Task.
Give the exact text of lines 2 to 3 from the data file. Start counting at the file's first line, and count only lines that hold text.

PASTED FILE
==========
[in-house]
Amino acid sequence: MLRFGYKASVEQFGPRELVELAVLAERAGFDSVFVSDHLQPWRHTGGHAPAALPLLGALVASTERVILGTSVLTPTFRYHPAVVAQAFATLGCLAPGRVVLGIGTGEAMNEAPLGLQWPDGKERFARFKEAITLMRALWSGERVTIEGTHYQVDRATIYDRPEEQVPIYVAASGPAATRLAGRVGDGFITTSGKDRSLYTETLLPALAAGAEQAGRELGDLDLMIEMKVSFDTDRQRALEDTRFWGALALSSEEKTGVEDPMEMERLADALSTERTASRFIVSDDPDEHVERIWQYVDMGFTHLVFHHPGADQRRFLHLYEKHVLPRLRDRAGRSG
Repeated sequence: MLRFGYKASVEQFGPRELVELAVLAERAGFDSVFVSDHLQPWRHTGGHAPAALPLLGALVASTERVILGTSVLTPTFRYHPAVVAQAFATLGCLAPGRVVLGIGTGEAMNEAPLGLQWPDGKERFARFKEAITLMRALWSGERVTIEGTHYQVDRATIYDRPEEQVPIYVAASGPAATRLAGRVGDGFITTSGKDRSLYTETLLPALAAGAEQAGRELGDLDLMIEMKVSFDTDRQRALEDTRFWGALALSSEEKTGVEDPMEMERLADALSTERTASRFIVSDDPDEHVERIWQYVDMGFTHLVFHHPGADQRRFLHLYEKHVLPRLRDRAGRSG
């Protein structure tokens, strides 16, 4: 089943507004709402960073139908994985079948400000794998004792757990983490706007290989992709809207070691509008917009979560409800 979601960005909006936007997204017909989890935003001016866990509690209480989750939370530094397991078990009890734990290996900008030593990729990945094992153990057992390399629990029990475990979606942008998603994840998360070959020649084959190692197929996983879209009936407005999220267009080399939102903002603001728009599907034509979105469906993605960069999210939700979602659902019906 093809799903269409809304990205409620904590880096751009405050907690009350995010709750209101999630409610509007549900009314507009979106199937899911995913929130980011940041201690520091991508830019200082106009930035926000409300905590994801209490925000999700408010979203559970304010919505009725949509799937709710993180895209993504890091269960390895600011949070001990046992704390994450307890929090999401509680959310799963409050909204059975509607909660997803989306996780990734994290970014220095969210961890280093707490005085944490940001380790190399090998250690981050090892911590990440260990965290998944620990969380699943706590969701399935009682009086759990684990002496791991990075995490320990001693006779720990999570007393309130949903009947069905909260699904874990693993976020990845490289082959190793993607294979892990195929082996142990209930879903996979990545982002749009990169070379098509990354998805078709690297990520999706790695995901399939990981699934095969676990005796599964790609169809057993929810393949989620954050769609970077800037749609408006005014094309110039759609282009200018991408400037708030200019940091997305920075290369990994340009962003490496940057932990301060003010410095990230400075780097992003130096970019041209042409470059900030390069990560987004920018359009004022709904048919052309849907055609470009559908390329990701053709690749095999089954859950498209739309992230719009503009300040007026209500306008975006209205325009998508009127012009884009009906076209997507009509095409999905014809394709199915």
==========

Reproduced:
Amino acid sequence: MLRFGYKASVEQFGPRELVELAVLAERAGFDSVFVSDHLQPWRHTGGHAPAALPLLGALVASTERVILGTSVLTPTFRYHPAVVAQAFATLGCLAPGRVVLGIGTGEAMNEAPLGLQWPDGKERFARFKEAITLMRALWSGERVTIEGTHYQVDRATIYDRPEEQVPIYVAASGPAATRLAGRVGDGFITTSGKDRSLYTETLLPALAAGAEQAGRELGDLDLMIEMKVSFDTDRQRALEDTRFWGALALSSEEKTGVEDPMEMERLADALSTERTASRFIVSDDPDEHVERIWQYVDMGFTHLVFHHPGADQRRFLHLYEKHVLPRLRDRAGRSG
Repeated sequence: MLRFGYKASVEQFGPRELVELAVLAERAGFDSVFVSDHLQPWRHTGGHAPAALPLLGALVASTERVILGTSVLTPTFRYHPAVVAQAFATLGCLAPGRVVLGIGTGEAMNEAPLGLQWPDGKERFARFKEAITLMRALWSGERVTIEGTHYQVDRATIYDRPEEQVPIYVAASGPAATRLAGRVGDGFITTSGKDRSLYTETLLPALAAGAEQAGRELGDLDLMIEMKVSFDTDRQRALEDTRFWGALALSSEEKTGVEDPMEMERLADALSTERTASRFIVSDDPDEHVERIWQYVDMGFTHLVFHHPGADQRRFLHLYEKHVLPRLRDRAGRSG